After much internet searching and a few cancelled deliveries we finally have our Croatia jersey! A bit too late for the big game but still thought it would be interesting to take a look at the data for both team jerseys:
France vs Croatia jerseys in a 2018 World Cup-themed chromaticity shootout
Like France, Croatia’s jersey happens to fall just inside the BT.709 color gamut. Going back to our original top 10 teams post, it seems like most of the other possible finals matchups would have resulted in a wider color gamut (we did model the Croatian flag red as outside 709).
An interesting follow-up, perhaps for 2022, would be to look at goalie jerseys as well. Goalies wore some of the wildest colors of the competition. France’s Hugo Lorris, for example, wore a super saturated yellow-green for the final match that looked a bit like the tennis ball color we measured recently.
It’s likely to make a big difference. The World Cup is one of the most colorful sporting events on TV with teams from 32 countries, thousands of flag-waving fans and, of course, wildly colorful cleats.
Color gamut of the 2018 World Cup’s top 10 countries.
With a mix of publicly available data and a little math, I was able to plot the dominant flag colors for the top 10 World Cup countries into the CIE 1931 color space (if you are new to reading color space charts, check out our primer here). Note that I limited the survey to flag colors since data on 2018 uniforms was incomplete and flag colors seem to be featured on most uniforms. I’ve also only plotted the two most dominant or most ‘colorful’ colors, ignoring blacks, whites and grays.
The results were a little bit surprising. Based on this data, just two teams entire flags – Argentina and France – can be accurately displayed on a standard HDTV with the BT.709 color gamut. This means fans with wide color gamut sets will finally be able to see their county’s colors in their full glory when viewing a 4K HDR broadcast.
It’s a great example of the power of HDR and wide color gamut to deliver a lifelike experience that really makes you feel like you are there in the stands in Russia sitting next to a crazy face-painted super-fan waving a flag in support of his country (only without the obstructed view from that flag).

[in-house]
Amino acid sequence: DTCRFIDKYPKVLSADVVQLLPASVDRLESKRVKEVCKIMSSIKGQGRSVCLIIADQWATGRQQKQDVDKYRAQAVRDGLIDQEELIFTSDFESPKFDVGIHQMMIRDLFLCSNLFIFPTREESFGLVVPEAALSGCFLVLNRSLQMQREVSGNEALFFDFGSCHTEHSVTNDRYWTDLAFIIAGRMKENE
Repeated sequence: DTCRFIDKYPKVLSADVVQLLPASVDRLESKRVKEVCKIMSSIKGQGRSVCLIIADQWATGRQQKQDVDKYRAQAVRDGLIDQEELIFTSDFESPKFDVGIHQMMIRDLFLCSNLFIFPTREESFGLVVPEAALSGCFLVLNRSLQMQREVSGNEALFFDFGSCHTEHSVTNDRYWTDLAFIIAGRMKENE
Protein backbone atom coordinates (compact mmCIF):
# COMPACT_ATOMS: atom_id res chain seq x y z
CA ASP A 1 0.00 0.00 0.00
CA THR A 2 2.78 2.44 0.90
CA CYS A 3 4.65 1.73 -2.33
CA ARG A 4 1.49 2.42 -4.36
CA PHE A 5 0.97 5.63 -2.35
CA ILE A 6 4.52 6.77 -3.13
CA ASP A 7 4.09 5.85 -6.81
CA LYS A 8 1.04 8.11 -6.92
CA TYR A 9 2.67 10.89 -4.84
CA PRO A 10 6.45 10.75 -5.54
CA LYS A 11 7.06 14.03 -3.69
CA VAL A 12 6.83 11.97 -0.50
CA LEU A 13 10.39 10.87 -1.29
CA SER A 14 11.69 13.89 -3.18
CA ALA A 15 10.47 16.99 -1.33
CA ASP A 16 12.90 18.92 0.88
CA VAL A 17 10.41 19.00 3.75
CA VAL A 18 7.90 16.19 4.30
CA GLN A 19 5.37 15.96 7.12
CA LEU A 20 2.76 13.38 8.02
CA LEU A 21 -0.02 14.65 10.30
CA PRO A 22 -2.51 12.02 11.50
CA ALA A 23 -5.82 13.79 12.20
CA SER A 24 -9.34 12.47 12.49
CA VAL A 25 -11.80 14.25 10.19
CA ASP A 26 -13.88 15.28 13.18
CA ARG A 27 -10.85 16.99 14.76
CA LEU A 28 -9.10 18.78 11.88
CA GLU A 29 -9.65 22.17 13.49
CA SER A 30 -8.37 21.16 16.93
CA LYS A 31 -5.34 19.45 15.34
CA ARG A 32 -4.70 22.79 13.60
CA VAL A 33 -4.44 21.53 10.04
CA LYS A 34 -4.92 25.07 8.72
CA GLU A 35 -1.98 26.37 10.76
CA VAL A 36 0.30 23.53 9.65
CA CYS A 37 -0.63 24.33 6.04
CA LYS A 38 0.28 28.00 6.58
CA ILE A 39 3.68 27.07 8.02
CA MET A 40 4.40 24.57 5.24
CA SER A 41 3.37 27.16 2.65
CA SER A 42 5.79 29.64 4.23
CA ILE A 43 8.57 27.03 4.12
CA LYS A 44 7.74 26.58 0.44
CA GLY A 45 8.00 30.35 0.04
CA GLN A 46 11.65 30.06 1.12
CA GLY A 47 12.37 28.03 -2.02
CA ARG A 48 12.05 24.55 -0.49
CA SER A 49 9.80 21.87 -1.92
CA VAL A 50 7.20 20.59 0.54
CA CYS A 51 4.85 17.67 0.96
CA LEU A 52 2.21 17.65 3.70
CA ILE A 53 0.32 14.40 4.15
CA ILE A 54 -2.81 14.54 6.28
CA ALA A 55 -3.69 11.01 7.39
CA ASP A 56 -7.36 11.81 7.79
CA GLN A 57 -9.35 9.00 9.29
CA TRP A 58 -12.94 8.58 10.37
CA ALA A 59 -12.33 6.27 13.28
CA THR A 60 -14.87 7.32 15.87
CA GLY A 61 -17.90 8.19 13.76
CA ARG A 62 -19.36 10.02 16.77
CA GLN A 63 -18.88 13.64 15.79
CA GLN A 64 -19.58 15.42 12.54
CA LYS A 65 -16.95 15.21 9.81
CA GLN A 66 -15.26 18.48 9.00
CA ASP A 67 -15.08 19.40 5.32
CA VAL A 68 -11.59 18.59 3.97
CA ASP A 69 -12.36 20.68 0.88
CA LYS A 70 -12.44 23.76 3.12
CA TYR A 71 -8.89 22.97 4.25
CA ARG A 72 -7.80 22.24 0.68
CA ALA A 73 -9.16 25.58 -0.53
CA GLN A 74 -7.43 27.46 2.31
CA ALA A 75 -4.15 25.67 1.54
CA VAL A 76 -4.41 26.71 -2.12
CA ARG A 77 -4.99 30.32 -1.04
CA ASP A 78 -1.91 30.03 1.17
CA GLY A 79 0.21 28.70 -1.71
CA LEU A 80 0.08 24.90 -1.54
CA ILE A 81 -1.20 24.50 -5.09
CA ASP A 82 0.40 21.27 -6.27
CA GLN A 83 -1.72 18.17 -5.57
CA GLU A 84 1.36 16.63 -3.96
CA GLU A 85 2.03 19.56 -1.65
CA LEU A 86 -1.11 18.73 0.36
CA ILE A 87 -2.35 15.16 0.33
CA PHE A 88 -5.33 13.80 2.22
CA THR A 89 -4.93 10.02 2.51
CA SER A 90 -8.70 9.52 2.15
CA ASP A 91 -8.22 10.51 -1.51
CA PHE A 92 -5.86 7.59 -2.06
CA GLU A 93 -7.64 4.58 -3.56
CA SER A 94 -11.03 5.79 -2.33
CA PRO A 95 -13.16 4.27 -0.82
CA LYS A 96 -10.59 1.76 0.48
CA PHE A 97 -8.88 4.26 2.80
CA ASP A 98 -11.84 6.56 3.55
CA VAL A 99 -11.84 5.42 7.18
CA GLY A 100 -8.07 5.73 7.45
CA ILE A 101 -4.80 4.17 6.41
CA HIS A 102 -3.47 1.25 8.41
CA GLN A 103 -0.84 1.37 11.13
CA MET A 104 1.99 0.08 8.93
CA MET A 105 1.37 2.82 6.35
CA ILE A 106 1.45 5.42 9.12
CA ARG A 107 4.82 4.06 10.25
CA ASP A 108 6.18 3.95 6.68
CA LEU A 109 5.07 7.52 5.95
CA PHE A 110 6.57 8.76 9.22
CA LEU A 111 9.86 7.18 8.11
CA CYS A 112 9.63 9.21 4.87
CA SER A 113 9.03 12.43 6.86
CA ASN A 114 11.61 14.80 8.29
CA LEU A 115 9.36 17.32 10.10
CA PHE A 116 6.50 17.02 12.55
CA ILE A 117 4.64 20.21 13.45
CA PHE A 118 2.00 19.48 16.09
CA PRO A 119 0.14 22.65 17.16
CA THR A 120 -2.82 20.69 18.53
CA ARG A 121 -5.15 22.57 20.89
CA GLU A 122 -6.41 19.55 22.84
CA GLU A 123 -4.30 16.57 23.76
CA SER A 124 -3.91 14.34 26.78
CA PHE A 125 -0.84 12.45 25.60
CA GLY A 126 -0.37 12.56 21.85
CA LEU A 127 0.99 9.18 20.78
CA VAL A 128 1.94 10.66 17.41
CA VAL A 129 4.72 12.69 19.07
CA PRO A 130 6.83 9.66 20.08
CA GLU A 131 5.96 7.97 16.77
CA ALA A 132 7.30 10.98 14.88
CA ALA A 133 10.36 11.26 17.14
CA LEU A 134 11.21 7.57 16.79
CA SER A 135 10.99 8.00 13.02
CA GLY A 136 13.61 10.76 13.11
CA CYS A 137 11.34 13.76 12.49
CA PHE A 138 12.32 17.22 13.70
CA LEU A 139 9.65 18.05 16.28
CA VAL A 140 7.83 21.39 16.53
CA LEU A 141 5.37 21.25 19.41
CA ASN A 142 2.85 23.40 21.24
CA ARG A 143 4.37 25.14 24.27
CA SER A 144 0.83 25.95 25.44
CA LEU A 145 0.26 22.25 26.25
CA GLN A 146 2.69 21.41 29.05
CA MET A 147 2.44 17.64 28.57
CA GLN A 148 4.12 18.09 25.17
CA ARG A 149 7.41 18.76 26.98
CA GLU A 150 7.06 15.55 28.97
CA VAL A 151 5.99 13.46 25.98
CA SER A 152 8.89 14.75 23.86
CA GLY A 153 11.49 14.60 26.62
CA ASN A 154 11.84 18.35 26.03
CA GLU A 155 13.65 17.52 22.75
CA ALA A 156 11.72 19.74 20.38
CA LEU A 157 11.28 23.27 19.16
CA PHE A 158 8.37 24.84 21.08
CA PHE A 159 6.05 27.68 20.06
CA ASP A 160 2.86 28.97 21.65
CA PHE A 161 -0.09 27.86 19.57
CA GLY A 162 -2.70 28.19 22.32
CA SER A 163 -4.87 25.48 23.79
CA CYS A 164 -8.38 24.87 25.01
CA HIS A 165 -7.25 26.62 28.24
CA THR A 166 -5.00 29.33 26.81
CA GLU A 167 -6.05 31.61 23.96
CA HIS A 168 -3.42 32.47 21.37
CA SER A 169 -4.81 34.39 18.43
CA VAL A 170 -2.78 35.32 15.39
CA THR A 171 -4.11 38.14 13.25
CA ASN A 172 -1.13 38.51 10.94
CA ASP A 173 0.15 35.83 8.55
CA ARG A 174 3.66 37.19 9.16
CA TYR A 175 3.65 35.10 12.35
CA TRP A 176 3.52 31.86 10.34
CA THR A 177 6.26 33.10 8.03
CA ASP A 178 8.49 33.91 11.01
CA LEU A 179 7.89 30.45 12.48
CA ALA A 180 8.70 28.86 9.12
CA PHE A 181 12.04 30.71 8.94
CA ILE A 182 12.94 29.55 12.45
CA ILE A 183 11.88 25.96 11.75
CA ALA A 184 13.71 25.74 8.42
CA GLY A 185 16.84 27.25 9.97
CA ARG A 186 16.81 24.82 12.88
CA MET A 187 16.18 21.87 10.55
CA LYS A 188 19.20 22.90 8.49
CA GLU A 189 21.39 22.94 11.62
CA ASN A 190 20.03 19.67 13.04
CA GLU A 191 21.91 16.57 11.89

How to watch the World Cup in 4K HDR
If you have a 4K HDR-capable set, the World Cup is available to watch in 4K HDR from a variety of sources around the world this year. Here in the US, TV maker Hisense is making 4K HDR games available for streaming in a partnership with Fox while DirecTV, DISH and Comcast are all offering broadcast options.
Content is king. One of the biggest challenges for emerging display technology is content availability. Whether it’s 3D, 4K or wide color gamut, these new features simply aren’t worth much without access lots of great, optimized content.
As new 4K TV’s begin hitting store shelves this year, they are entering a content vacuum.
Standards bodies like the Consumer Electronics Association (CEA) and International Telecommunication Union (ITU) are still working out the precise definition of marketing terms like Ultra High Definition TV (UHDTV). Proposed standards could include support for eight million pixel resolution, extremely wide color gamut and 3D content. But, today, there is almost no content out there that takes full advantage of all of the exciting capabilities of the new sets.
At least one set-maker is taking it upon themselves to solve this problem by delivering both the 4K content and hardware. Sony announced last week that it will loan a 4K Ultra HD video player loaded with UHD content to buyers of their new 84” UHD television. The selection of 4K content on this player is fairly limited for now, but as more titles are released, this approach could help drive adoption of high resolution and wide color gamut formats. I wouldn’t be surprised if other set makers started following suit, though Sony does have an inherent advantage, owning a movie studio.